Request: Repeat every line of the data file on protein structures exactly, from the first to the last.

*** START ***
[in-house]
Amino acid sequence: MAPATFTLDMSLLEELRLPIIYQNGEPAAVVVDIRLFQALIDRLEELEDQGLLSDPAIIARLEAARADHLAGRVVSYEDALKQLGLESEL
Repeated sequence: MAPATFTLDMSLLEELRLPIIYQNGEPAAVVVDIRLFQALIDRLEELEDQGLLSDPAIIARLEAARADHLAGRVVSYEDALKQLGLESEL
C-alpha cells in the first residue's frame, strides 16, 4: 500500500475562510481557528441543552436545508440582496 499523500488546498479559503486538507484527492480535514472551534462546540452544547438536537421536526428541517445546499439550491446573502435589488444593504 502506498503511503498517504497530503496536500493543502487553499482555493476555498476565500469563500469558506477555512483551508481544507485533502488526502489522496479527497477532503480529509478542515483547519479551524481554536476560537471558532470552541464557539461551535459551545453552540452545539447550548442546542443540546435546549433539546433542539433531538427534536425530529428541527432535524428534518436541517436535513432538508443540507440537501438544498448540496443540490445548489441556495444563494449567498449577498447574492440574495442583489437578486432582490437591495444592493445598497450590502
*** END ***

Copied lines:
[in-house]
Amino acid sequence: MAPATFTLDMSLLEELRLPIIYQNGEPAAVVVDIRLFQALIDRLEELEDQGLLSDPAIIARLEAARADHLAGRVVSYEDALKQLGLESEL
Repeated sequence: MAPATFTLDMSLLEELRLPIIYQNGEPAAVVVDIRLFQALIDRLEELEDQGLLSDPAIIARLEAARADHLAGRVVSYEDALKQLGLESEL
C-alpha cells in the first residue's frame, strides 16, 4: 500500500475562510481557528441543552436545508440582496 499523500488546498479559503486538507484527492480535514472551534462546540452544547438536537421536526428541517445546499439550491446573502435589488444593504 502506498503511503498517504497530503496536500493543502487553499482555493476555498476565500469563500469558506477555512483551508481544507485533502488526502489522496479527497477532503480529509478542515483547519479551524481554536476560537471558532470552541464557539461551535459551545453552540452545539447550548442546542443540546435546549433539546433542539433531538427534536425530529428541527432535524428534518436541517436535513432538508443540507440537501438544498448540496443540490445548489441556495444563494449567498449577498447574492440574495442583489437578486432582490437591495444592493445598497450590502